Gluten Free Healthy Passover Pleasures

gluten freeDo you feel a sense of panic when trying to plan your menu for the Sedarim? Do you struggle to keep your Pesach menus as healthy as possible? Do you need recipes that are gluten-free or non-gebrokts? Are you tired of hearing your family complain that they’re hungry? A constant complaint during Passover is: “There’s nothing to eat!”

This year, for the first time, the OU announced that quinoa (pronounced ‘keen’wa) is kosher for Passover when processed with special OU Passover supervision and bearing the OU-P symbol. This is welcome news for those who are celiac or gluten intolerant or do not eat gebrokts (matzah or matzah meal combined with water or other liquids) on the first seven days of Passover.

Quinoa is extremely nutritious and is often referred to as a superfood. It is lower in carbohydrates than most grains and is considered a protein. It is very versatile and has a neutral taste. You can use it instead of rice or couscous in many of your favorite recipes. Add cooked quinoa to chicken soup, use in salads or serve as a satisfying side dish.

If you are “fed up” with preparing potatoes and other starchy heavy dishes for Passover in order to keep everyone feeling full, here are some healthy scrumptious delights that will fill you up, not fill you out! No one will believe that these dishes are non-gebrokts and gluten-free.

Some like it hot, some like it cold! Serve cooked quinoa cold as a colorful salad or hot as a pilaf. To keep this dish pareve, use vegetable broth. A food processor helps speed up preparation.

Rainbow Quinoa Salad
Yields 8 servings

3 cups vegetable or chicken broth
1 1/2 cups quinoa
2 cloves garlic
1/2 cup fresh flat-leaf parsley (or 2 teaspoons dried parsley)
1/4 cup fresh basil or dill (or 2 teaspoons dried)
4 green onions (scallions)
1 red bell pepper
1 yellow bell pepper
1 medium carrot
1 can of mandarin oranges, well-drained
3/4 cup dried cranberries
1/4 cup extra-virgin olive oil
1/4 cup orange juice
Salt and pepper to taste

Place broth in a medium saucepan and bring to a boil over high heat. Place quinoa in a fine-meshed strainer and rinse under cold running water for 1 to 2 minutes; drain well.

Add quinoa to boiling liquid. Reduce heat to low and simmer, covered, for 15 minutes. Remove from heat and let stand, covered, for 5 minutes. Fluff with a fork, transfer to a large bowl and let cool.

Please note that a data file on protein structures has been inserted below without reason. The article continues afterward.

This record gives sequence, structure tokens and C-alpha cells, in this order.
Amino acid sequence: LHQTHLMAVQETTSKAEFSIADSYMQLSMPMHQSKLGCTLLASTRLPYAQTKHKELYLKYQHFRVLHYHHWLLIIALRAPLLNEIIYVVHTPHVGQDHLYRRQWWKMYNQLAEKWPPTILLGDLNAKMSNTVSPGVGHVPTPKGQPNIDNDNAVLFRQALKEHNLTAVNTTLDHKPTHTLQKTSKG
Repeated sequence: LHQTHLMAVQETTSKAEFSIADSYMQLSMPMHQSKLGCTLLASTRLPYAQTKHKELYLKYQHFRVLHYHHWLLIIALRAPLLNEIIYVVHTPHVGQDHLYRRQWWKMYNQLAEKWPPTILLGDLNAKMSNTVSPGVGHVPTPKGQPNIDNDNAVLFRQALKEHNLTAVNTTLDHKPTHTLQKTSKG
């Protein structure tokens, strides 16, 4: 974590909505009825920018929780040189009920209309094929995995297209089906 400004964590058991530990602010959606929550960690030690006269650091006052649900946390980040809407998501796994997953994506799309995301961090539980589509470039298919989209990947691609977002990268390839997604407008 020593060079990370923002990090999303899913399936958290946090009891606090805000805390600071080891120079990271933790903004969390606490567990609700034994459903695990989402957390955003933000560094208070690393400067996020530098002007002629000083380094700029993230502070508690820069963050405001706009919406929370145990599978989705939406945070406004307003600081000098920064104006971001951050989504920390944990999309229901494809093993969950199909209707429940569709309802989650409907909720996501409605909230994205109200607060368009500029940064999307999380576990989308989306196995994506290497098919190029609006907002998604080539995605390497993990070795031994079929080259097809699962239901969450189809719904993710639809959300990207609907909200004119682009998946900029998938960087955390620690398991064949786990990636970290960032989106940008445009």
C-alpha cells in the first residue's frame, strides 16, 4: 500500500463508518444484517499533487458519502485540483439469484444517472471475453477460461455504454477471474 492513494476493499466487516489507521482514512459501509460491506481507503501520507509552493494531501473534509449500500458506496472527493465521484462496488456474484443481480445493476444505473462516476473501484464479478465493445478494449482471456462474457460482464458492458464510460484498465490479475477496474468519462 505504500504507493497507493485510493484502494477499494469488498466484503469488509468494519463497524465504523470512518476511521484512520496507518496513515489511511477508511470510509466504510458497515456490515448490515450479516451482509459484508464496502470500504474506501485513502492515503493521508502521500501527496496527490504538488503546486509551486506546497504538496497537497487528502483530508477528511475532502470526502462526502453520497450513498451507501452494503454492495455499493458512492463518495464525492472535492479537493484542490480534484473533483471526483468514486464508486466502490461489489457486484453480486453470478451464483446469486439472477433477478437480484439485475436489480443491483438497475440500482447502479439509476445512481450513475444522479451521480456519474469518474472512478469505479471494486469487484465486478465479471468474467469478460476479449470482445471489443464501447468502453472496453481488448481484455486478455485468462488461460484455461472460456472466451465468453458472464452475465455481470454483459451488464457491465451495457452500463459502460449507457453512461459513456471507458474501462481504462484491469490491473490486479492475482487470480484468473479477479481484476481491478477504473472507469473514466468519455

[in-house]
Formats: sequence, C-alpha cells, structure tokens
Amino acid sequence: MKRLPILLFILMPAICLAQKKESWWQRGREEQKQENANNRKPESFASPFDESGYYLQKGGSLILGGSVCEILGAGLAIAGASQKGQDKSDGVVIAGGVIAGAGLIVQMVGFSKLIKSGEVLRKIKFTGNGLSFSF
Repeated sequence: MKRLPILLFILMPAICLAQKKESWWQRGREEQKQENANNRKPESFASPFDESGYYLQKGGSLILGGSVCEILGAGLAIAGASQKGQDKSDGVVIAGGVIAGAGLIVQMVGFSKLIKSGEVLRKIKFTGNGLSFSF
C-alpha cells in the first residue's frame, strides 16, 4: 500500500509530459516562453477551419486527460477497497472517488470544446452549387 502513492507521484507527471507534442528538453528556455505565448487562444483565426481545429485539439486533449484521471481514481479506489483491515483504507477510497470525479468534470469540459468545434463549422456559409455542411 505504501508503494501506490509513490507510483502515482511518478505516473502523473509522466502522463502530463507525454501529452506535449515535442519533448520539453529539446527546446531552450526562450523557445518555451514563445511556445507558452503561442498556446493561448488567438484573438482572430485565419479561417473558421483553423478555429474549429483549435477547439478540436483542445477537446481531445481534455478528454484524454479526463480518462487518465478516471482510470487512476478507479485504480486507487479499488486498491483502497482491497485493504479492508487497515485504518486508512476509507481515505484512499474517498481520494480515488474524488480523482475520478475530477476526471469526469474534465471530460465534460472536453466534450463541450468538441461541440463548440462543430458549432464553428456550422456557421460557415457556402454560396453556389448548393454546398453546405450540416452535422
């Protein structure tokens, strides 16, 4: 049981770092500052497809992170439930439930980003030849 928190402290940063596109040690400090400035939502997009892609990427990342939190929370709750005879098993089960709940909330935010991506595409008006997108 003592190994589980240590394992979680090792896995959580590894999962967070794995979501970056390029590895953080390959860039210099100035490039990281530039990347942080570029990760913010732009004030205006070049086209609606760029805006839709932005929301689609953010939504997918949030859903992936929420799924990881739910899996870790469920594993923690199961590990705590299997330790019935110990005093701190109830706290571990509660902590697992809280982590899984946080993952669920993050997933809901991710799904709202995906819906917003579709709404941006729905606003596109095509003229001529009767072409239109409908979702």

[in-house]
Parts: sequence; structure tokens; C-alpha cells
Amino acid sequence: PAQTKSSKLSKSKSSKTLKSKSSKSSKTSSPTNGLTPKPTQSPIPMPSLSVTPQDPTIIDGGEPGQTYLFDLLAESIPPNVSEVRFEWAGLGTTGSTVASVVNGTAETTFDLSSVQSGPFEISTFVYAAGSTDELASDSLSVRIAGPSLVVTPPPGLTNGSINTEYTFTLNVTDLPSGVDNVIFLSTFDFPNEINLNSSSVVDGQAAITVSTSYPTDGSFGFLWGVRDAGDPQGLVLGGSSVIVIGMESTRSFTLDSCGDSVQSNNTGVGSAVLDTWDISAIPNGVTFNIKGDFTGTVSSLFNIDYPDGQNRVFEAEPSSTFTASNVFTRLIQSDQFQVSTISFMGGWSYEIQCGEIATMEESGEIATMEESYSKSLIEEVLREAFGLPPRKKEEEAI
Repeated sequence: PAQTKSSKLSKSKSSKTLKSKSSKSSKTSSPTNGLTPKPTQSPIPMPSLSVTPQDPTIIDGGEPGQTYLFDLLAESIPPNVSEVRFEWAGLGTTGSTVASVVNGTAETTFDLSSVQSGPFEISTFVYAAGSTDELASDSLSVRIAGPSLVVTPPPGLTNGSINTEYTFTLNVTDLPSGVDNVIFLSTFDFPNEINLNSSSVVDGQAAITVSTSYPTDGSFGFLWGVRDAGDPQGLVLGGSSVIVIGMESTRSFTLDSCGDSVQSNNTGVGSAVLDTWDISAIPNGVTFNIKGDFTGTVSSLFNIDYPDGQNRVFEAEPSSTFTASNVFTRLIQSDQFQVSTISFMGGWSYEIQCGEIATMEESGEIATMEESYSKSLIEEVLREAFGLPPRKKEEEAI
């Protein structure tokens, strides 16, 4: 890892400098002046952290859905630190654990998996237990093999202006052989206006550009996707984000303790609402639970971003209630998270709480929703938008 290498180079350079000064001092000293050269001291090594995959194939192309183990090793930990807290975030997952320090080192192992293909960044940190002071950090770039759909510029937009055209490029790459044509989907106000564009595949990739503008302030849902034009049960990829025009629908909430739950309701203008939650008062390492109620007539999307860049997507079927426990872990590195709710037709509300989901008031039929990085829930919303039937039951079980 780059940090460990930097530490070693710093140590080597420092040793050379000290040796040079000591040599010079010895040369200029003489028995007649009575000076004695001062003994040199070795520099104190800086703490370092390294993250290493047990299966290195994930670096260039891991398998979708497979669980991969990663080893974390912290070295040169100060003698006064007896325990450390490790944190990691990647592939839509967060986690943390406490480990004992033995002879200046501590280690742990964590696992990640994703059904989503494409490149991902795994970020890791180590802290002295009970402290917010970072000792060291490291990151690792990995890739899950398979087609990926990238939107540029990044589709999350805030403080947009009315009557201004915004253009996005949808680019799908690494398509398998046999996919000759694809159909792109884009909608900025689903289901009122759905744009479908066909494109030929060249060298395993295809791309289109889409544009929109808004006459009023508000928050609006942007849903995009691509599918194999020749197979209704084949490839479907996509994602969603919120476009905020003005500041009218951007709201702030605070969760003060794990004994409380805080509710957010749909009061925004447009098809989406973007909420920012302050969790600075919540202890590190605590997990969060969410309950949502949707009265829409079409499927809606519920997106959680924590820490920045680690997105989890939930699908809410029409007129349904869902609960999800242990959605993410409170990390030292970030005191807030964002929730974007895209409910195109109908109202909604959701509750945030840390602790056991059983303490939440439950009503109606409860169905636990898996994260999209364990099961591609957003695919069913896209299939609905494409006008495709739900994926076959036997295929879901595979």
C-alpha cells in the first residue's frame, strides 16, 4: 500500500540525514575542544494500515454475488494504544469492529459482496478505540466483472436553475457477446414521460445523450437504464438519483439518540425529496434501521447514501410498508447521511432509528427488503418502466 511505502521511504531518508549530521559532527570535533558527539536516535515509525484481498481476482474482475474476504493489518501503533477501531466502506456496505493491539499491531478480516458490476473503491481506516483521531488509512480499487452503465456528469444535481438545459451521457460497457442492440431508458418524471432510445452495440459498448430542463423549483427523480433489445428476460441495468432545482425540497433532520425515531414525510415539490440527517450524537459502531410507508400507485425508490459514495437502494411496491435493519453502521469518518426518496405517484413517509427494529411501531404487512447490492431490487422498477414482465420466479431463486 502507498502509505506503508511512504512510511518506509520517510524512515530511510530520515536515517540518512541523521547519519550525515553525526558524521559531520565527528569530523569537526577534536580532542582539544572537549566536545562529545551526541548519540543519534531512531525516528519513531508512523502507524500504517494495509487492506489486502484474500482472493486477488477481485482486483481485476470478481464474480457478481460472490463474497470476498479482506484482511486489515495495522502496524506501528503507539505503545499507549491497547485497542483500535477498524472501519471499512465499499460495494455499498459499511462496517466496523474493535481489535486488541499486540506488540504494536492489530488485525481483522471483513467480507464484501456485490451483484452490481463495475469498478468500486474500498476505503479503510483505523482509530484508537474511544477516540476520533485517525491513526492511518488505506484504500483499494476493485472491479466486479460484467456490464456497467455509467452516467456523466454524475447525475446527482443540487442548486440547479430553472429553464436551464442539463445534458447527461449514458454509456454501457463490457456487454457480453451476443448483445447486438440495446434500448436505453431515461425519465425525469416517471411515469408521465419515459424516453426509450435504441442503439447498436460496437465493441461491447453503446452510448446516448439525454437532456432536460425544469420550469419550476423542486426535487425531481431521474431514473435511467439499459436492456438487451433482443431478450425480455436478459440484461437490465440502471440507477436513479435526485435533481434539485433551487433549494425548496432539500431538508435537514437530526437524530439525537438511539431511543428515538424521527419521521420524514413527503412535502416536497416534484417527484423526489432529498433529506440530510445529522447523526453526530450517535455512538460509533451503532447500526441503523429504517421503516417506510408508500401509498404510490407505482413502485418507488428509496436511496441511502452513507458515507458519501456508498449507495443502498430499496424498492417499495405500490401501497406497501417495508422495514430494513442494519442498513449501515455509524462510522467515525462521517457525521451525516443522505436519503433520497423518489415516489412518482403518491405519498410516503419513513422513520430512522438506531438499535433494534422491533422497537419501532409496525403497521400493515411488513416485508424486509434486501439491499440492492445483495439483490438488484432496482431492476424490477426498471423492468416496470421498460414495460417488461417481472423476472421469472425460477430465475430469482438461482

Insert the steel blade in the bowl of the food processor. Process garlic, parsley and basil or dill until minced, about 10 seconds. Add to quinoa.

Cut the green onions, peppers and carrot into chunks. Process them with several quick on/off pulses, until coarsely chopped. Add to quinoa along with the mandarin oranges and dried cranberries. Add oil, orange juice, salt and pepper. Mix gently to combine.

Cover and refrigerate up to 1 day in advance. Adjust seasonings to taste before serving.

Note: Recipe can be doubled easily for a crowd. This will keep 2 to 3 days in the refrigerator. Do not freeze.

Quinoa Pilaf
Cook quinoa as directed.

Reduce oil to 2 tablespoons and heat in a large deep skillet or pot. Add chopped green onions, peppers and carrot and sauté on medium heat for 5 to 7 minutes, until tender.

Add cooked quinoa to skillet along with mandarin oranges, dried cranberries, orange juice, salt and pepper. (Don’t add any more oil.)

Mix gently, cover and cook for 5 to 10 minutes, until heated through. Add a little extra orange juice or broth to prevent sticking, if necessary.

Note: Freezes and reheats well.

Rainbow Quinoa Salad

Rainbow Quinoa Salad

Yields 12 servings

So colorful, so delicious! This kugel is excellent for both vegetarians and nonvegetarians.

3 medium zucchini (about 1 pound), unpeeled
3 medium carrots, peeled
2 sweet potatoes (or regular potatoes), peeled (about 1 pound)
2 medium onions
2 cloves garlic
1/2 cup fresh flat-leaf parsley
3 tablespoons chopped fresh basil (or 1 teaspoon dried)
6 eggs
1/2 cup potato starch
1 1/4 teaspoons salt (to taste)
1/2 teaspoon pepper (to taste)
1 tablespoon olive oil

Preheat oven to 375°F. Spray a 3-quart rectangular or oval casserole dish with non-stick spray.

Grate zucchini, carrots and sweet potatoes. (This can be done quickly in the food processor on the grater.)

Finely mince onions, garlic, parsley and basil. (Use the steel blade.)

Combine all the ingredients in a large mixing bowl and mix well.

Transfer vegetable mixture to prepared casserole dish and spread evenly.

Bake, uncovered, for 1 hour and 10 minutes, or until golden brown and firm.

Note: Freezes and/or reheats well.


Miniature Kugels: The vegetable mixture can be baked in sprayed muffin tins at 375°F for about 30 minutes, until golden brown.

Recipe may be halved for a smaller family. Bake in a 1 1/2-quart sprayed casserole dish for 45 to 55 minutes.

Yields 10 to 12 servings

This tender, succulent chicken is made with 40 cloves of garlic to commemorate the Israelites wandering in the desert for 40 years after their Exodus from Egypt. The garlic becomes mild and mellow from the long, slow cooking. It is also wonderful spread on gluten-free matzah or crackers. If you do not use garlic on Passover, see Variations (below).